Global campaign to provide education for all must continue to aim high
Irina Bokova says ensuring access for all requires stamina - and funds
Fifteen years ago, world leaders made a promise to children around the globe that, by 2015, every child would have the chance to go to school. We promised "Education for All". The year 2015 has arrived, and 121 million children and youth remain out of school with minimal skills, particularly among the poorest and girls.
As a consequence, it is only natural that many might doubt the wisdom of putting our faith in new promises and goals for the new global development agenda to follow 2015.
Education for All was ambitious. Calling for anything universal is a challenge, especially for countries struck down by conflict, and those where infrastructure has to be built from scratch and cultural barriers surmounted.
Yet the drive to include every child paid huge dividends, helping 80 million more children and adolescents go to school since 2000. It is a huge achievement that two-thirds of the world's countries have closed gender gaps in primary school.
Many countries went out of their way to instigate innovative programmes and realised great results. Uganda scrapped school fees, for instance, and reaped huge rewards by seeing disadvantaged children enrolling in school for the first time. Brazil, Nicaragua and Mexico designed social protection programmes and helped close gaps between the rich and poor accessing education. India promoted midday feeding programmes and encouraged marginalised children to enrol.
These achievements must be celebrated widely. It is these successes that could drive other countries to follow suit and help achieve an even more ambitious vision for education by 2030.
As always, money matters to make a promise stick. A lack of funding to education has been a major barrier to progress over the past decade. Although many governments have substantially increased their spending on education since 2000, aid to education has stagnated since 2010, and a finance gap settled in and grew.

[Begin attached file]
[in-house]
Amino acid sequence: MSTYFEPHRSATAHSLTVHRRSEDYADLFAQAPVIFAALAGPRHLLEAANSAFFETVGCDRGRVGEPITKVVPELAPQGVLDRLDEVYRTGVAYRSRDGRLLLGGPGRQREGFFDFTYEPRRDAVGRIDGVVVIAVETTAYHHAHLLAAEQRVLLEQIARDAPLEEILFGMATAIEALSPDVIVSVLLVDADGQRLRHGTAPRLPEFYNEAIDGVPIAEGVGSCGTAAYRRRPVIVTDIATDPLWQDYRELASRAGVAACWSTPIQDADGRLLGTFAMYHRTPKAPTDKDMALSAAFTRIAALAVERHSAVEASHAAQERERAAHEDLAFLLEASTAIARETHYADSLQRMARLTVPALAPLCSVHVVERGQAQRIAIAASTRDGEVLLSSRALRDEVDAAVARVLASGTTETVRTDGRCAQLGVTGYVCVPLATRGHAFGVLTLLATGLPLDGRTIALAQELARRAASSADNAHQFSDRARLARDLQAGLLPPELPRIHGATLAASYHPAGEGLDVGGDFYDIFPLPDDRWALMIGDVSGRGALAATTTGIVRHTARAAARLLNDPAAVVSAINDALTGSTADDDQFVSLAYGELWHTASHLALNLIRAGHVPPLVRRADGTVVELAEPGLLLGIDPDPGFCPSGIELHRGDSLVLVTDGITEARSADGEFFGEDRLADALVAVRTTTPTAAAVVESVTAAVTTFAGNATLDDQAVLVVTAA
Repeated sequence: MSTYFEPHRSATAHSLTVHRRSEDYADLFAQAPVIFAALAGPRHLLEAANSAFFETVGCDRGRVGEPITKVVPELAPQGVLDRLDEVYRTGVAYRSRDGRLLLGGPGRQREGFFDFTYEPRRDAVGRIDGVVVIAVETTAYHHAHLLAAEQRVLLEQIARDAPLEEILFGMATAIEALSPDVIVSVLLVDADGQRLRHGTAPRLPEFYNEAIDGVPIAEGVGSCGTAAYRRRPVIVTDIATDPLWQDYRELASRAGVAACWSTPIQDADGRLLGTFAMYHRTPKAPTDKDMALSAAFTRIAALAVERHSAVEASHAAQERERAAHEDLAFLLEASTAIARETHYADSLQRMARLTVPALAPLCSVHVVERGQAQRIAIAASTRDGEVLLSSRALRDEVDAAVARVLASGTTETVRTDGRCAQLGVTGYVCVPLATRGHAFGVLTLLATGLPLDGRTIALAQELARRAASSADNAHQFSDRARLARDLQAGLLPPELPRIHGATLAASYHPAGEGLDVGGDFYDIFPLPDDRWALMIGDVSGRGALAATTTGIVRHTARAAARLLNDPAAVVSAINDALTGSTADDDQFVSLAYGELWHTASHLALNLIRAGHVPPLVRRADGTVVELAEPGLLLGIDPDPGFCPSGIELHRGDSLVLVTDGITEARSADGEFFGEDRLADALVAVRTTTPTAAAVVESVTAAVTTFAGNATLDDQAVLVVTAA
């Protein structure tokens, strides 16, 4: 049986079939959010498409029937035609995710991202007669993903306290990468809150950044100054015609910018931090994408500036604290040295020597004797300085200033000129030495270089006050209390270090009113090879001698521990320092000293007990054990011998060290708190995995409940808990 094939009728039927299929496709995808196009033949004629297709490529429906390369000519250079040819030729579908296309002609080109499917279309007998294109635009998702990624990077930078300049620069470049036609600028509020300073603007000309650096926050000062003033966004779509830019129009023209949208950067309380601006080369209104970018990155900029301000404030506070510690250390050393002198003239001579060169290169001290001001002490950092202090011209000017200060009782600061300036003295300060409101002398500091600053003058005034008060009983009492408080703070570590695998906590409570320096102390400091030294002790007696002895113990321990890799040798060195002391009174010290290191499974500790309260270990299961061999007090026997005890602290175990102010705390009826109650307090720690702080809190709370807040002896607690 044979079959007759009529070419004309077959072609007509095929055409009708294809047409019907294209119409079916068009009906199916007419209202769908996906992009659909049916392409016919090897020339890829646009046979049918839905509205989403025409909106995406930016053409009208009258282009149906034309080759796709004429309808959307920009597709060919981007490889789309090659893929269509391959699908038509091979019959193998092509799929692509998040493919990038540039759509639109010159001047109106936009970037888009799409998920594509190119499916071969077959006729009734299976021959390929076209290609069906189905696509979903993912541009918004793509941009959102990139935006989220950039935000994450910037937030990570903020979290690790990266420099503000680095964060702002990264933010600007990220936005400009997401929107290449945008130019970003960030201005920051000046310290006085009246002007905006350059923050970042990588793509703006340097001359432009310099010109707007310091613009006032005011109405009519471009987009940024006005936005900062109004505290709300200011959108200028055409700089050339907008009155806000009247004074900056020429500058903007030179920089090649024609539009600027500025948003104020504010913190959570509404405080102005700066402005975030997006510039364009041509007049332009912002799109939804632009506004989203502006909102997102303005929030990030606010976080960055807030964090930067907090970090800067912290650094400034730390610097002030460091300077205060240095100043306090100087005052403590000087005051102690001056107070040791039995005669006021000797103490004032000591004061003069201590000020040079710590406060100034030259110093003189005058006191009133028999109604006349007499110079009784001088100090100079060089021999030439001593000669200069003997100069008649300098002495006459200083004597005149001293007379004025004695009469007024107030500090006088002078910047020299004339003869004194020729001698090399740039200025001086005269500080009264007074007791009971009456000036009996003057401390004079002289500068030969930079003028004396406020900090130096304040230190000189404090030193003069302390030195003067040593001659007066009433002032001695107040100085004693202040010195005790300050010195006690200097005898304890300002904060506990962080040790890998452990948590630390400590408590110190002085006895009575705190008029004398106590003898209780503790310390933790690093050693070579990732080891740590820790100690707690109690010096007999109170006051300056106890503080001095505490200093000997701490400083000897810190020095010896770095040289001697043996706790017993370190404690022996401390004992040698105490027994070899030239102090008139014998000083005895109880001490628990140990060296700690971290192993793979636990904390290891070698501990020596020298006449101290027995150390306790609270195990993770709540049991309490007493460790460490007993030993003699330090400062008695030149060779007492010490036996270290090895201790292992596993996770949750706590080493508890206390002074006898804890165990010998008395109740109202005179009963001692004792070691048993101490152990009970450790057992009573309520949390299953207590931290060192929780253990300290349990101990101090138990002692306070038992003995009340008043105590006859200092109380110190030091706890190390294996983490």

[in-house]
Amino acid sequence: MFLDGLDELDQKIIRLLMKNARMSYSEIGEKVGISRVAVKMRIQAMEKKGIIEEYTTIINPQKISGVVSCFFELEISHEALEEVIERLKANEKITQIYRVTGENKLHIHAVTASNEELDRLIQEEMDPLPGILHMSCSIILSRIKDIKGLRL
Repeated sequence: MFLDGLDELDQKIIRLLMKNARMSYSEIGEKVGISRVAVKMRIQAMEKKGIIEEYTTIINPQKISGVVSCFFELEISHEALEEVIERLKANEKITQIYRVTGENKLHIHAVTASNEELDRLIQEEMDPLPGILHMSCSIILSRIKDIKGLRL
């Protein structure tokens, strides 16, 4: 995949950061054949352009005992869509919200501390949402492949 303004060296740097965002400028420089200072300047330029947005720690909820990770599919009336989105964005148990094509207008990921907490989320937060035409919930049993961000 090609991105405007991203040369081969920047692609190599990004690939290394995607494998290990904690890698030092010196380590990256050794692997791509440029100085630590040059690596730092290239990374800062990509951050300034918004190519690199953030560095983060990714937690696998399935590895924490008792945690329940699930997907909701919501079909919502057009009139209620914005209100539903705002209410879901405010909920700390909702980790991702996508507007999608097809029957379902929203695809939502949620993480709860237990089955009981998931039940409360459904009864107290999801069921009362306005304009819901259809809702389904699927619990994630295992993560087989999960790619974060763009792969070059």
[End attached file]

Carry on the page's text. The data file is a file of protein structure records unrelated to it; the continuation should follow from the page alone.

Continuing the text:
The "2015 Education for All Global Monitoring Report" released recently by Unesco shows that, given current national spending and international aid, an additional US$22 billion must be found each year to achieve universal pre-primary, primary and lower secondary education by 2030.
We must seize this opportunity to mobilise new funds and improve how they are used. A failure to do so will see schools and classrooms not being built, teachers not being trained, and teaching materials fall by the wayside.
We have seen Afghanistan increase the percentage of girls attending school from 4 per cent to 87 per cent in 15 years. India reduced its out-of-school population by more than 90 per cent. Similar revolutions can happen elsewhere.
Turning to a new set of targets does not mean turning our back on unfinished business. On the contrary; the new education goal is deeply rooted in the continuation of the past agenda.
Achieving the new goal requires governments to make at least one year of pre-primary education compulsory. Education must be free: fees for tuition, textbooks, uniforms and transport must be abolished.
The skills young people acquire in each stage of schooling need to be prioritised to prepare them for the job market. And we must make sure we are teaching students about respect and tolerance, and how to bring about sustainable change.
Targets and goals have been vital in measuring progress and helping us understand what works and what doesn't.
All of this evidence must now help us to shape the sustainable development agenda after 2015 with education at its core. Education for All means exactly that and we will hold world leaders and governments to account until this is achieved.
Irina Bokova is director general of Unesco